• History, heritage and our future
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History, heritage and our future

25 September 2019

Cobie Van Antwerpen , Director, Risk Advisory Services |

Spring has arrived in sunny Mzanzi – a new breath of fresh air – a new beginning yet again.  Trees and flowers blossom, birds sing, cosmos growing wildly in open veldts, crisp fresh air – beautiful sunrises and sunsets… equally in Jozi as in the plains of Mapungubwe National Park and on Table Mountain.

This made me ponder whether it is truly a new season, a new beginning or just the same old nuances of “it’s time for a braai, a time to have some fun”.

Heritage day cannot be merely that one day when we reflect on our history and heritage – the where we come from part. It should also be a day when for consideration of the “what will we leave for the next generation – where are we going?”.

During Heritage month, Government, whilst busy with their strategic plans for the next Medium Term Expenditure Framework (MTEF) period, must incorporate the Sustainable Development Goals to make this a better South Africa for us all to live in.  Government must not consider the National Development Plan in isolation from the Sustainable Development Goals (SDGs).

But what does the NDP and the SDGs have to do with heritage? In my view – everything. These goals, combined with the NDP, are an aggressive but achievable set of objectives for the current generation to ensure that future generations do have a better world to live in. In short, the achievement of these goals will mean that heritage continues for the next generation.

Seventeen goals have been identified and they seek to, inter alia, end poverty, ensure food security, and universal access to healthcare, educate youth and citizens, protect the environment, ensure gender equality.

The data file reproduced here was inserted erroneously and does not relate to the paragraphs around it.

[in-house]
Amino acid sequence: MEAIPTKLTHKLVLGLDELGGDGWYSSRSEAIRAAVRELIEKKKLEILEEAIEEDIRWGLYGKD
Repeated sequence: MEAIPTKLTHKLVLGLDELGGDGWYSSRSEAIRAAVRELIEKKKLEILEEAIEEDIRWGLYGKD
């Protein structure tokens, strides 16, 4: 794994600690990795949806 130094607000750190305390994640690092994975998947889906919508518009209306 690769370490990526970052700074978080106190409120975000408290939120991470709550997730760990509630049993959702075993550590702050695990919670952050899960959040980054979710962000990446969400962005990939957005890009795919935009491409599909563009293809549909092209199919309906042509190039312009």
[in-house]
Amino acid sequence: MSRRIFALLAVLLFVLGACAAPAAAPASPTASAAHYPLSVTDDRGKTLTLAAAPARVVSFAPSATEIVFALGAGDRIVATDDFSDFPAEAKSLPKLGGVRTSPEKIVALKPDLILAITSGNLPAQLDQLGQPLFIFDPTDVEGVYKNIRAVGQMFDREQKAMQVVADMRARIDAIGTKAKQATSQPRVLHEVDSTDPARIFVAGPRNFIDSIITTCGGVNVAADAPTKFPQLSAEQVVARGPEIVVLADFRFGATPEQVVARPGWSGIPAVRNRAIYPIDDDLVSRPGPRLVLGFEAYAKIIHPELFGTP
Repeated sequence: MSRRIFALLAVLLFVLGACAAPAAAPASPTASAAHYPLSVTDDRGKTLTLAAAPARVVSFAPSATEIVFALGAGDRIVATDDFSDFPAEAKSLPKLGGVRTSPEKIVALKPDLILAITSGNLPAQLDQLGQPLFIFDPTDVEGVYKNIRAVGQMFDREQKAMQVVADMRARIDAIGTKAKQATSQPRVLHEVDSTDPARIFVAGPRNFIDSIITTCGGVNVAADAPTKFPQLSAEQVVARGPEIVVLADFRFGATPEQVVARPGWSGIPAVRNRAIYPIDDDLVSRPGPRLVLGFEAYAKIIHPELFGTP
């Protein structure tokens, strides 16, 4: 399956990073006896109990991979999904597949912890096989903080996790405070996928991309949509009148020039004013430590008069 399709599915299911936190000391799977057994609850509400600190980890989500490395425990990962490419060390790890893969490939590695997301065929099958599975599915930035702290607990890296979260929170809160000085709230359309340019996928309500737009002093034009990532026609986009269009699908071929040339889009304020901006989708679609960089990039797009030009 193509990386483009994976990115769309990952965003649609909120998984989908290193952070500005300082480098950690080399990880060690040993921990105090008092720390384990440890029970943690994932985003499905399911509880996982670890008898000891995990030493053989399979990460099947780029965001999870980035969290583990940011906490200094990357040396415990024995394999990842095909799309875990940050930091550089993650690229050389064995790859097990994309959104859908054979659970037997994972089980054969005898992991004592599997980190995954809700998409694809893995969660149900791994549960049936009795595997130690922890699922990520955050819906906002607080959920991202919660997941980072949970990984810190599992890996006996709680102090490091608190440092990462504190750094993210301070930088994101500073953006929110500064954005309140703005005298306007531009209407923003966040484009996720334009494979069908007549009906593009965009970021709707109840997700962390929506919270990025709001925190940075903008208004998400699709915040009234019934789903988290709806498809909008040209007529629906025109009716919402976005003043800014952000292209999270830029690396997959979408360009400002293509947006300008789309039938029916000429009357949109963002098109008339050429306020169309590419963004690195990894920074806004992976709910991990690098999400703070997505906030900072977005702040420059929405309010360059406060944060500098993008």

Harsh realities face our beloved country: the divide between those with access to basic services and those without, is increasing.  Poverty, hunger, health, education, the environment, water, sanitation and climate concerns continue to be pressing global and national challenges.  We need to respond.

The 17 SDGs can be grouped into six “essential elements”: dignity, people, planet, prosperity, justice and partnership.

Inequalities have risen dramatically in our country and do not allow all South Africans to live with dignity.   Basic food, education and health services are critical and yet are not accessible to all.    As a result, prosperity is also not achieved as people are not able to prosper if they are hungry, sick and uneducated.

The events of the past two weeks have further emphasized how important it is that the SDGs are considered – and if dignity and our people are important enough, (Government and the private sector would be working together for all to achieve a certain level of prosperity.  Due to a lack of justice applied, our people and the dignity of fellow citizens has been directly attacked.

I agree with Minister of the Environment, Forestry and Fisheries Barbra Creecy who recently commented in Leadership magazine that as “South Africans we are often hypercritical and hard on ourselves, but its critical for us as leaders to articulate our vision of where we want to go, I think that we are sometimes so overwhelmed by immediate problems that we lose sight of where we are going in the long term”.

She understands the impact of the current socio-economic pressures on the environment.  If we use our hypercritical assessment of our current state of affairs, it does force us to think and understand that our actions today will impact our future of tomorrow.